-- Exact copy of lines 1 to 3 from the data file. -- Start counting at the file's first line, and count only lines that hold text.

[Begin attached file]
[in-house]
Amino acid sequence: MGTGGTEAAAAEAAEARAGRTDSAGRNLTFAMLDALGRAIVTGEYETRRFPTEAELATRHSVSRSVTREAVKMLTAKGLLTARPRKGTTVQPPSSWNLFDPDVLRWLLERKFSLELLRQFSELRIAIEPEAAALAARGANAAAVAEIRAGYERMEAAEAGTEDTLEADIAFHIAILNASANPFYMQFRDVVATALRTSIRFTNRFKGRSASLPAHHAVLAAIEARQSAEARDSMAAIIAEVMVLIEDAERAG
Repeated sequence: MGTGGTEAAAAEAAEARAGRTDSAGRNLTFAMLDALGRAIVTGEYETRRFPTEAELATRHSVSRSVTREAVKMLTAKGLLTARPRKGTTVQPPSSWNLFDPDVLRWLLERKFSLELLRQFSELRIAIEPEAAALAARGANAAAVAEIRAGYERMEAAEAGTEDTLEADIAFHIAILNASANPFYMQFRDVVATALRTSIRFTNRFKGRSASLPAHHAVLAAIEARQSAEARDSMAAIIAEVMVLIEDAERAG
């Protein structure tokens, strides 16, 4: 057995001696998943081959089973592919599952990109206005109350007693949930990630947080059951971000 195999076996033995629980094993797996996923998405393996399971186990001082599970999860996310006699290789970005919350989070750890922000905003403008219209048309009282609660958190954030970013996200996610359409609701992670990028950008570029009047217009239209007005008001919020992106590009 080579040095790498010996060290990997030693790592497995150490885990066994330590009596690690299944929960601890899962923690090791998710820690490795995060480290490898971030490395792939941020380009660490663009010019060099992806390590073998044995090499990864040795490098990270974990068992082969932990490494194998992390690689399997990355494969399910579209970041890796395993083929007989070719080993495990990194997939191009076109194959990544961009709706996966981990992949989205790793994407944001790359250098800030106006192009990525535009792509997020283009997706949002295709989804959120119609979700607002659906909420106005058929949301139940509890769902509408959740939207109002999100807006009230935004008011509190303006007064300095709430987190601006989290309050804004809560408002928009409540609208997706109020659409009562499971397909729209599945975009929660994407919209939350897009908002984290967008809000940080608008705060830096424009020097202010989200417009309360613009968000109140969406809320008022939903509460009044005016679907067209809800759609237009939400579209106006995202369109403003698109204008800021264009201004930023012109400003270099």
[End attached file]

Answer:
[in-house]
Amino acid sequence: MGTGGTEAAAAEAAEARAGRTDSAGRNLTFAMLDALGRAIVTGEYETRRFPTEAELATRHSVSRSVTREAVKMLTAKGLLTARPRKGTTVQPPSSWNLFDPDVLRWLLERKFSLELLRQFSELRIAIEPEAAALAARGANAAAVAEIRAGYERMEAAEAGTEDTLEADIAFHIAILNASANPFYMQFRDVVATALRTSIRFTNRFKGRSASLPAHHAVLAAIEARQSAEARDSMAAIIAEVMVLIEDAERAG
Repeated sequence: MGTGGTEAAAAEAAEARAGRTDSAGRNLTFAMLDALGRAIVTGEYETRRFPTEAELATRHSVSRSVTREAVKMLTAKGLLTARPRKGTTVQPPSSWNLFDPDVLRWLLERKFSLELLRQFSELRIAIEPEAAALAARGANAAAVAEIRAGYERMEAAEAGTEDTLEADIAFHIAILNASANPFYMQFRDVVATALRTSIRFTNRFKGRSASLPAHHAVLAAIEARQSAEARDSMAAIIAEVMVLIEDAERAG